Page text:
Go read Rantburg’s archives, Herb. Start on 9/11 and work your way forward to today. Then you'll have a better understanding of what the Mad Mullahs want, and how they think they’ll accomplish it much more cleverly than by open invasion.
I can't believe educated adults really think that Iran wants to conquer America, like an actual invasion with landing craft and everything.
Now you are changing definitions in mid-stream. And being a bit silly, IMHO.
War comes in many flavors, from the balls-to-the-wall peer-to-peer industrialized warfare we saw in WWII to the various low-level insurgencies we see around the globe. No one is arguing that Iran is preparing to invade CONUS or even Andalusia - sorry, I mean Spain, which was once a Muslim province. But we have been in a state of war with Iran since 1979. Or 1983 if you count the Marine barracks in Beirut. No coastal invasions, but continuing attacks on our facilities and interests around the world.
The recent shipping attacks may be a false flag, but more likely it's just the Iranians fucking with the Saudis. And it may not have been the Iranians directly, but one of their proxies. That's how it is done nowadays. Deniability and all that. At one time this would be important, but with the rise of America as a producer, the Straits of Hormuz isn't the big deal it used to be - at least as far as we're concerned.
You may be concerned that Bolton or one of our little pit bulls is barking up a storm. But without a stick, or threat of a stick, there is no carrot. Prediction: you will never see American boots on the ground in Iran. There is no reason for it. But that doesn't mean we won't bomb the crap out of some of their facilities. Does the name Gaddafi ring a bell? Assuming the Israelis don't beat us to the punch.
Like the man said, you may not be interesting in war but war is interested in you. The only questions are whether you acknowledge it and what you intend to do about it. Do you think an Iran with nukes wouldn't pass them along to one of their proxies?
[Breitbart] Thursday on his nationally syndicated radio show, conservative talker Rush Limbaugh warned of the dangers of not taking a closer look at the origins of the Mueller probe, which opens the door for "criminalization" of policy differences and politics.
Limbaugh said if such a thing is allowed, it would mean "we’re done" as a country.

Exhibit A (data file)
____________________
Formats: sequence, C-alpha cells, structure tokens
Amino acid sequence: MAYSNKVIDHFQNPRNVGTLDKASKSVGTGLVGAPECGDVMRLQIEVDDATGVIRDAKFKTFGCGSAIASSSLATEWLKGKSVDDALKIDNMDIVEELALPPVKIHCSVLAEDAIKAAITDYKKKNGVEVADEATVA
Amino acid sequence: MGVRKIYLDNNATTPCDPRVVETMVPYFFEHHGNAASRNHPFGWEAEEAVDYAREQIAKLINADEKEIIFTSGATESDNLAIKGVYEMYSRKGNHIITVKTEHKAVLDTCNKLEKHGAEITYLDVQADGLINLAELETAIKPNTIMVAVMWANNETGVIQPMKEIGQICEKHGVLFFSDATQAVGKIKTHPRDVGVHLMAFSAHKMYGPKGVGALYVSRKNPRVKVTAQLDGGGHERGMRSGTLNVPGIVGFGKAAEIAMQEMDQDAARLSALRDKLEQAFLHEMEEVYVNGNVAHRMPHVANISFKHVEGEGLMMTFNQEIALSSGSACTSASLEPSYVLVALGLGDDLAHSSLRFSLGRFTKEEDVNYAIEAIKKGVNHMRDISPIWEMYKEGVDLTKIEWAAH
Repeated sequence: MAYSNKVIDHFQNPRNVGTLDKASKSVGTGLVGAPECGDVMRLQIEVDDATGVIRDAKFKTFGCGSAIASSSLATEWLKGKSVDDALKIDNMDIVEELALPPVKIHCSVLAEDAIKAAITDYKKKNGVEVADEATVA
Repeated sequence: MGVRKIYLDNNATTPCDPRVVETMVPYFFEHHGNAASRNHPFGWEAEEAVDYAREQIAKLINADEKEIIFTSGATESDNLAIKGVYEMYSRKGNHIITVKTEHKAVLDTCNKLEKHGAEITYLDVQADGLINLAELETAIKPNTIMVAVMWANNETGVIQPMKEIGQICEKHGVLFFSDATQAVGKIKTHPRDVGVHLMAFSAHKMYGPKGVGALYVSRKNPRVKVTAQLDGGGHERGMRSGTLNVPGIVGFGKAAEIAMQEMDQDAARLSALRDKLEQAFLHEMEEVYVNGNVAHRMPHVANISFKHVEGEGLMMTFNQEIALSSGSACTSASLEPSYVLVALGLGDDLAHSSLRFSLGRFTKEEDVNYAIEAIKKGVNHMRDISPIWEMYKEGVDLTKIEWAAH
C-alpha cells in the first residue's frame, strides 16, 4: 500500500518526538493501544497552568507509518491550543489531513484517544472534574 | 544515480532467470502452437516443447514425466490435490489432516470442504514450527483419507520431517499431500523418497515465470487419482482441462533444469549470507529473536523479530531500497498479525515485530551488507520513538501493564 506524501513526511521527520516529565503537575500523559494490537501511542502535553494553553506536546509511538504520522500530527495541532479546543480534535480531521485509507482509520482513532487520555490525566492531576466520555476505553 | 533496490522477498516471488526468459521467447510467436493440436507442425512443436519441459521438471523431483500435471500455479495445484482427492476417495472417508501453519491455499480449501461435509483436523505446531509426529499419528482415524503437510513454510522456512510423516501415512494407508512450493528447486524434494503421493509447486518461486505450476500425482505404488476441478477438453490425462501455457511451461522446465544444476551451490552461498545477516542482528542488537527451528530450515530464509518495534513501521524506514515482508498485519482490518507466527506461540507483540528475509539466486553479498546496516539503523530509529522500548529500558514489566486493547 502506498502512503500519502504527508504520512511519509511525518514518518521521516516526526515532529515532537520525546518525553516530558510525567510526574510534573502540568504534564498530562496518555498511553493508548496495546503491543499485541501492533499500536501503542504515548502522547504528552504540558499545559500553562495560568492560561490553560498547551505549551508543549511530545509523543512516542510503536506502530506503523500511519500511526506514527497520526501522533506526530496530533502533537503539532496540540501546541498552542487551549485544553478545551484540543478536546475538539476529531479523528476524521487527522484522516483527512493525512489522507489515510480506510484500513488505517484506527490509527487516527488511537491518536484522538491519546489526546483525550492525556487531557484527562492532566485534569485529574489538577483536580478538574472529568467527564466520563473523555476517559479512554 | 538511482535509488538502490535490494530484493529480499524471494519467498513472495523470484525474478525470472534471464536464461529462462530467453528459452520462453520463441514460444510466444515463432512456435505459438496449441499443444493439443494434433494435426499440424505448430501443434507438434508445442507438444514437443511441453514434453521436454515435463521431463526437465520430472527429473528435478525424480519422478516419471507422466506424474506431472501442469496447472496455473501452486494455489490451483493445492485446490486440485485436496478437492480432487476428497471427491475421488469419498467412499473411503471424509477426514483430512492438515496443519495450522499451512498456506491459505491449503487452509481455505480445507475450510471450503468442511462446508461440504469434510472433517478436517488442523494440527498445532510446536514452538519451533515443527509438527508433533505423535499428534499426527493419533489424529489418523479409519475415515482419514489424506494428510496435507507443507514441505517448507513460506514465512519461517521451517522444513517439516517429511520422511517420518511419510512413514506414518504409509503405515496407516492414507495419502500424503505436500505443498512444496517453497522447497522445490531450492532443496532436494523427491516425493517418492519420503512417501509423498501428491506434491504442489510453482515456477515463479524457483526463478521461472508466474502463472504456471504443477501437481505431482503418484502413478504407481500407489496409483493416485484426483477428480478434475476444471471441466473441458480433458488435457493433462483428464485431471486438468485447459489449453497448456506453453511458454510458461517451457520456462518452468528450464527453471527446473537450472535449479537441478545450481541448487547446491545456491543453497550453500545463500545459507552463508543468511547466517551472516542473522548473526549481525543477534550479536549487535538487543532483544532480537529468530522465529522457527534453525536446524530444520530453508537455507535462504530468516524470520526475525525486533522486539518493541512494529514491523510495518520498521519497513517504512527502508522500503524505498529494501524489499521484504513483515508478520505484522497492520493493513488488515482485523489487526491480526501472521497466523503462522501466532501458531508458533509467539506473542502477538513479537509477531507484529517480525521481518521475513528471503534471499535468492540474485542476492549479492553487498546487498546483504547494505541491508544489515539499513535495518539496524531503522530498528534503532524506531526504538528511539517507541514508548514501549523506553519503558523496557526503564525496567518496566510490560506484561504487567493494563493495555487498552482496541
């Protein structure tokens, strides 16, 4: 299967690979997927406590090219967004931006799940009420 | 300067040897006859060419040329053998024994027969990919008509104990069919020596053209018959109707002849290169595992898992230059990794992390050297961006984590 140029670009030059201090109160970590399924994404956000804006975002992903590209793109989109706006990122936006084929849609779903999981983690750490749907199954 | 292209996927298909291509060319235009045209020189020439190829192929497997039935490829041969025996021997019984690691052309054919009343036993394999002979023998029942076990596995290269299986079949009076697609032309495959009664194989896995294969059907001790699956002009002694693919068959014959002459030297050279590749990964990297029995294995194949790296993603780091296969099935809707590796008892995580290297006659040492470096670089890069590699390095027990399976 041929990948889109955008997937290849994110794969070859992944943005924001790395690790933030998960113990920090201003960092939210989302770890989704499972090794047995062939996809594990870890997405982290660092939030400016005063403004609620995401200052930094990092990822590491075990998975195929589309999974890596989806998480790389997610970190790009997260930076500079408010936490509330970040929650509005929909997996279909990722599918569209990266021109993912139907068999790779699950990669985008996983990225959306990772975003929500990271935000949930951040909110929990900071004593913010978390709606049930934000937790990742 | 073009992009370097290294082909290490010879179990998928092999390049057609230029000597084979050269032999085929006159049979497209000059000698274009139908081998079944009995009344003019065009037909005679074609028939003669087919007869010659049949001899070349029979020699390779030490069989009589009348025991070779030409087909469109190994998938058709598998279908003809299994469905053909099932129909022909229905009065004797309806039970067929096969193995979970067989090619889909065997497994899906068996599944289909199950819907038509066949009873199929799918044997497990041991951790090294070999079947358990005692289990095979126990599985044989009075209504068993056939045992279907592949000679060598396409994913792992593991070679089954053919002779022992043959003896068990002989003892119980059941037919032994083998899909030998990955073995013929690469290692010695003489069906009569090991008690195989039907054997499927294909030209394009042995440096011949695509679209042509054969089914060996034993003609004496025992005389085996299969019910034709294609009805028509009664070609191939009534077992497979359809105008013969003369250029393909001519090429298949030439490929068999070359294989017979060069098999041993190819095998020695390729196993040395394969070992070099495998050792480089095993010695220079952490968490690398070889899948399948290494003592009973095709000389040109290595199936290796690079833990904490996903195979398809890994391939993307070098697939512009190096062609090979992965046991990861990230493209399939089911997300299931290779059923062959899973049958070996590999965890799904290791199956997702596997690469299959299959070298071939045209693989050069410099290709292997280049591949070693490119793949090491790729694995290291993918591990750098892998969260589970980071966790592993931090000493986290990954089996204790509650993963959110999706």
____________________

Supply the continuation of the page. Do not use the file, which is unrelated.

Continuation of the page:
Partial transcript as follows:
Everybody with half a brain ought to be outraged with what Mueller did yesterday. But they’re not, because Mueller is an ally in getting rid of a politician they don’t like. They couldn’t defeat the politician at the ballot box, and they couldn’t find any crimes that this politician committed.
So they’re just going to tell everybody they think he’s guilty and that he intended to commit crimes. "But, for crying out loud, we just don’t have the evidence yet! We can’t catch him, but we know he’s guilty. Therefore, because we know he is, he is." That’s what they are constructing here. If they get away with this ‐ if they get away with the criminalization of policy differences ‐ then we’re finished. I mean, given the assets they have?
They have the deep state. They have the media. They have the power of the federal Treasury. Look at what they’re doing now with open borders, flooding the nation. Hollywood, the pop culture corrupting our society. Academia. Wall Street. They have all of this at their disposal. Right now, all we have is the people on our side and maybe 51, 52% of the country. These people have to be defeated. The people that did this have to be held accountable.
A multi-volume chronology and reference guide set detailing three years of the Mexican Drug War between 2010 and 2012.
Rantburg.com and borderlandbeat.com correspondent and author Chris Covert presents his first non-fiction work detailing
the drug and gang related violence in Mexico.
Chris gives us Mexican press dispatches of drug and gang war violence
over three years, presented in a multi volume set intended to chronicle the death, violence and mayhem which has
dominated Mexico for six years.